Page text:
Over the last year, I have heard;
When a Christian organization sends out Christmas cards with ‘Season’s Greetings’ rather than Christmas greetings, has it lost its way?
When a Christian organization employs non-Christians to drive trucks to deliver emergency supplies has it lost its way?
When a Christian organization dispenses with Church volunteers in order to increase ‘efficiency’ has it lost its way?
Bob Mitchell has some questions of his own as he brings theology, governance and development practice together in his compelling, ‘Faith-Based Development: How Christian Organizations Can Make a Difference’, Orbis Books, New York 2017.
In an age of ‘Fake News’, Bob’s data based research using interviews and focus groups from diverse geographical and cultural communities is a gift to truth-telling! Bob, we thank you! Your data based research strengthens your engagement with critical issues.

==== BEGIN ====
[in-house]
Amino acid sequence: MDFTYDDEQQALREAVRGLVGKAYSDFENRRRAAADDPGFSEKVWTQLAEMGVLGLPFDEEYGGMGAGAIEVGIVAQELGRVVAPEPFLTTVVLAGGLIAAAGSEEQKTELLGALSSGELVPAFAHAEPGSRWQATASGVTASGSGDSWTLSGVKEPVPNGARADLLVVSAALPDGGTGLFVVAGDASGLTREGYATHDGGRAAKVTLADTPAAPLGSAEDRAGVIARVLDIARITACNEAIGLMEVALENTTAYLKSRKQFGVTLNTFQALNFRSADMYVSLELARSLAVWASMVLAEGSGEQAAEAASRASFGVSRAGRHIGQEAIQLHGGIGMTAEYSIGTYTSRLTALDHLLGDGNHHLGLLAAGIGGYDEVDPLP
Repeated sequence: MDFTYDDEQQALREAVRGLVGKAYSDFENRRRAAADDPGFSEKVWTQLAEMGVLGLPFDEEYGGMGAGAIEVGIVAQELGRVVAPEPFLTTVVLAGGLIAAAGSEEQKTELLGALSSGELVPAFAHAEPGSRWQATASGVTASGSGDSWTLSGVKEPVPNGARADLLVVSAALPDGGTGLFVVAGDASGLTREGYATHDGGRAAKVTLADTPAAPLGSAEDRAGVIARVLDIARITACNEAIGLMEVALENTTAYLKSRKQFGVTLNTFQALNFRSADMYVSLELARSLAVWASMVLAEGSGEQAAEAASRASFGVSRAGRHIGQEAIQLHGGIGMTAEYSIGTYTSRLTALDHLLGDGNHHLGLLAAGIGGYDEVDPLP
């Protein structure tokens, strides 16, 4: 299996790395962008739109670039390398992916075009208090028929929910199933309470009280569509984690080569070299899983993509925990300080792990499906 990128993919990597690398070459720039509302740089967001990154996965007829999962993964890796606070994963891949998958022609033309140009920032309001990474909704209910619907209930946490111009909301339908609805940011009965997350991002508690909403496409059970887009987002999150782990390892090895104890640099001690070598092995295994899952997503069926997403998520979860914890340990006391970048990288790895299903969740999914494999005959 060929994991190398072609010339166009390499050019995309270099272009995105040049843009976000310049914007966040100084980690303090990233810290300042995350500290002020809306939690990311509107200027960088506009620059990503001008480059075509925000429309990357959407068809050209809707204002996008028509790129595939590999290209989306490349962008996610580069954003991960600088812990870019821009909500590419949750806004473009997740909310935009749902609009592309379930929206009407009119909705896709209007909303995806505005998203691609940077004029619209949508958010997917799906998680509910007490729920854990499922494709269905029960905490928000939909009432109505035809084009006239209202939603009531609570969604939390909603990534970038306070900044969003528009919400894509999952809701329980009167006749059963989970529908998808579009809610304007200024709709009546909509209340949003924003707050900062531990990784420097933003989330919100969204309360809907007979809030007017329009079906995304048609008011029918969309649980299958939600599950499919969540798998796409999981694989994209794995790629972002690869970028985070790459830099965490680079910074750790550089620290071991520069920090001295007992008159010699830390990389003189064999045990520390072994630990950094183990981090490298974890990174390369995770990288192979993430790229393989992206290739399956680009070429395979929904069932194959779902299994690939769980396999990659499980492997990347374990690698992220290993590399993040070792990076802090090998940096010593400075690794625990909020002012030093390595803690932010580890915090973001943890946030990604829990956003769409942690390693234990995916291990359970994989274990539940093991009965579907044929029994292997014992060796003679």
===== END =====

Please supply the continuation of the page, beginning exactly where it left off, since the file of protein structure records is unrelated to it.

By way of example, while engaging with the vexed issue of a Christian aid and development organisation working in a Muslim context the research data allows us to hear Muslim and Christian voices. In Senegal, an open theistic society, it is said that it is “easier to speak to people of faith if you have a faith, even if it is different.” and “once a Muslim sees that the development organisation is about prayer and spirituality, then a Muslim will say, “Now we can do business together.”” (p.48)
Mitchell draws the conclusion that communities within theistic societies may have stronger resonance with an organisation from another faith when compared to secular agencies. (48)
Of course there are other contexts where a more closed and militant faith may work against cooperation in development.
The book is scholarly in its approach and wise in its reasoning as it draws conclusions on the nature of faith motivation, and the delivery and effectiveness of development.
*Full Address at Book Launch Melbourne: Faith-Based Development by Bob Mitchell Book Launch by John Harrower 6 April 2017